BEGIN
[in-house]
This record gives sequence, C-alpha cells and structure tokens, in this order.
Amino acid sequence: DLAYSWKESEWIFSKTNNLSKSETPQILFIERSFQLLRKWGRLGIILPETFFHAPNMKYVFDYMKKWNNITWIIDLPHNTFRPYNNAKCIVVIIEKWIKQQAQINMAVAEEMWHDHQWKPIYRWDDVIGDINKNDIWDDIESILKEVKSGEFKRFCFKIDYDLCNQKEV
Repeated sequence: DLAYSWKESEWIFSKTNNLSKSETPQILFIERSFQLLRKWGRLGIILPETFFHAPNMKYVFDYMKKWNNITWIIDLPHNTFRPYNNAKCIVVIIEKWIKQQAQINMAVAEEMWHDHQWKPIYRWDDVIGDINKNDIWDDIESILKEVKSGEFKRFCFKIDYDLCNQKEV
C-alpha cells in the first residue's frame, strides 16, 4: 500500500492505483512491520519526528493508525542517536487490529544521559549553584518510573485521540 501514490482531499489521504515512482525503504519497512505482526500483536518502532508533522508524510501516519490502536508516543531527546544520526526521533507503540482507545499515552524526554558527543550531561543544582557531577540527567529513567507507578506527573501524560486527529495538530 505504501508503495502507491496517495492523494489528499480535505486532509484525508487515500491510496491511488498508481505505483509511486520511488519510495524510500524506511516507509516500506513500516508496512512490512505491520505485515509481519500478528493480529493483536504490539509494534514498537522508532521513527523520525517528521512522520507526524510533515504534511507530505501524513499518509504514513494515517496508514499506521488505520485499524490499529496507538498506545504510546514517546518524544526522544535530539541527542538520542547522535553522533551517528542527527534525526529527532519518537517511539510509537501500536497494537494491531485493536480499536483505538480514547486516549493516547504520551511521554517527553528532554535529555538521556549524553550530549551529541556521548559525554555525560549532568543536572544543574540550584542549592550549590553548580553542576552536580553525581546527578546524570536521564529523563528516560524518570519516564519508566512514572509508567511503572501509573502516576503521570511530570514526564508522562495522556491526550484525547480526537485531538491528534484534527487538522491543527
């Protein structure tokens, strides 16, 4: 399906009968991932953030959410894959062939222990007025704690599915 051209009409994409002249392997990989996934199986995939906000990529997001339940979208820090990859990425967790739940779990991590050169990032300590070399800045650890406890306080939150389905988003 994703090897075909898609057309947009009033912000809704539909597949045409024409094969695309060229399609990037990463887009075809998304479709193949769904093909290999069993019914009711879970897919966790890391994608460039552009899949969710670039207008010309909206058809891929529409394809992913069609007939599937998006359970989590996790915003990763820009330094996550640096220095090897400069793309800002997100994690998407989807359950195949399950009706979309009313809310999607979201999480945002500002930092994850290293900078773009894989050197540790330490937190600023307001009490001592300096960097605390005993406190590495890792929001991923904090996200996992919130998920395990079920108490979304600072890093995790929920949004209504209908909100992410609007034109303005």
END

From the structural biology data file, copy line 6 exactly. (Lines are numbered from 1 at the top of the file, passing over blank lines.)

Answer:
């Protein structure tokens, strides 16, 4: 399906009968991932953030959410894959062939222990007025704690599915 051209009409994409002249392997990989996934199986995939906000990529997001339940979208820090990859990425967790739940779990991590050169990032300590070399800045650890406890306080939150389905988003 994703090897075909898609057309947009009033912000809704539909597949045409024409094969695309060229399609990037990463887009075809998304479709193949769904093909290999069993019914009711879970897919966790890391994608460039552009899949969710670039207008010309909206058809891929529409394809992913069609007939599937998006359970989590996790915003990763820009330094996550640096220095090897400069793309800002997100994690998407989807359950195949399950009706979309009313809310999607979201999480945002500002930092994850290293900078773009894989050197540790330490937190600023307001009490001592300096960097605390005993406190590495890792929001991923904090996200996992919130998920395990079920108490979304600072890093995790929920949004209504209908909100992410609007034109303005």